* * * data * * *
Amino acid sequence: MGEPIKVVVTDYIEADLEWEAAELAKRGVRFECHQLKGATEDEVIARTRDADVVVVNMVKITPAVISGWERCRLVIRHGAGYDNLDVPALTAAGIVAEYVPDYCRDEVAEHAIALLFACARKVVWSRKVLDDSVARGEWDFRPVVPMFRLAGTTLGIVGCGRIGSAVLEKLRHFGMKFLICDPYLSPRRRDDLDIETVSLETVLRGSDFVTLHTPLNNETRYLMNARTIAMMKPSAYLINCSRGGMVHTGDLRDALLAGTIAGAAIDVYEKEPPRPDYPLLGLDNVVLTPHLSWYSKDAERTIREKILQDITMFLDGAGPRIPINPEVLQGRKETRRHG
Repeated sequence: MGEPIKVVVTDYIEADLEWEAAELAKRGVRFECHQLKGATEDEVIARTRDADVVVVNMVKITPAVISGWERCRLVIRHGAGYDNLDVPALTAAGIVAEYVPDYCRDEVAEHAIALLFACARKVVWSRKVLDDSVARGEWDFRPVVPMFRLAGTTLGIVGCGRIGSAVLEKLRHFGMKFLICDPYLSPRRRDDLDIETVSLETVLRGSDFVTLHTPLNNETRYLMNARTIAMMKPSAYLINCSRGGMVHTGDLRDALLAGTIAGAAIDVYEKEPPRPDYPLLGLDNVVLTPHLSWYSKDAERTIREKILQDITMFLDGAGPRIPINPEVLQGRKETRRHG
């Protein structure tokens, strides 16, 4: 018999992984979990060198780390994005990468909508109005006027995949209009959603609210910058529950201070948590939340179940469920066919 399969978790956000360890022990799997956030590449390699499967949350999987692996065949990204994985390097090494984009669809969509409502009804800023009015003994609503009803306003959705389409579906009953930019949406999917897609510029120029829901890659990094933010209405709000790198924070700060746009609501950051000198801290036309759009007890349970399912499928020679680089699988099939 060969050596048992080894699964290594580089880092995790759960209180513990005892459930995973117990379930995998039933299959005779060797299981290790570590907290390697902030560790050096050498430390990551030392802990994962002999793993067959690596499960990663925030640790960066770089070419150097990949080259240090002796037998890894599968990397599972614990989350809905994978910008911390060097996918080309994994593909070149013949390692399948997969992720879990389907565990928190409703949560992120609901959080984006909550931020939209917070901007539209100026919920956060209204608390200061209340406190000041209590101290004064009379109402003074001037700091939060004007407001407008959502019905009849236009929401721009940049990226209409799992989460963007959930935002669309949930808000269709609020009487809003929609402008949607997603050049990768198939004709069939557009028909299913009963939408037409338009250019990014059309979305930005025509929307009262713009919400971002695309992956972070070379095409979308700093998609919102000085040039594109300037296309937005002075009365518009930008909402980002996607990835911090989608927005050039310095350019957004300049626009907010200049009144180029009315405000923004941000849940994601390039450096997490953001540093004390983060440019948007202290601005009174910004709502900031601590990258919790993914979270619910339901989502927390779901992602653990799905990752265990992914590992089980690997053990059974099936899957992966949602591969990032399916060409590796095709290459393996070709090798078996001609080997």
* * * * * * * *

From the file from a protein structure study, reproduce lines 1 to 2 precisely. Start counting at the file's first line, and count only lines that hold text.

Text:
Amino acid sequence: MGEPIKVVVTDYIEADLEWEAAELAKRGVRFECHQLKGATEDEVIARTRDADVVVVNMVKITPAVISGWERCRLVIRHGAGYDNLDVPALTAAGIVAEYVPDYCRDEVAEHAIALLFACARKVVWSRKVLDDSVARGEWDFRPVVPMFRLAGTTLGIVGCGRIGSAVLEKLRHFGMKFLICDPYLSPRRRDDLDIETVSLETVLRGSDFVTLHTPLNNETRYLMNARTIAMMKPSAYLINCSRGGMVHTGDLRDALLAGTIAGAAIDVYEKEPPRPDYPLLGLDNVVLTPHLSWYSKDAERTIREKILQDITMFLDGAGPRIPINPEVLQGRKETRRHG
Repeated sequence: MGEPIKVVVTDYIEADLEWEAAELAKRGVRFECHQLKGATEDEVIARTRDADVVVVNMVKITPAVISGWERCRLVIRHGAGYDNLDVPALTAAGIVAEYVPDYCRDEVAEHAIALLFACARKVVWSRKVLDDSVARGEWDFRPVVPMFRLAGTTLGIVGCGRIGSAVLEKLRHFGMKFLICDPYLSPRRRDDLDIETVSLETVLRGSDFVTLHTPLNNETRYLMNARTIAMMKPSAYLINCSRGGMVHTGDLRDALLAGTIAGAAIDVYEKEPPRPDYPLLGLDNVVLTPHLSWYSKDAERTIREKILQDITMFLDGAGPRIPINPEVLQGRKETRRHG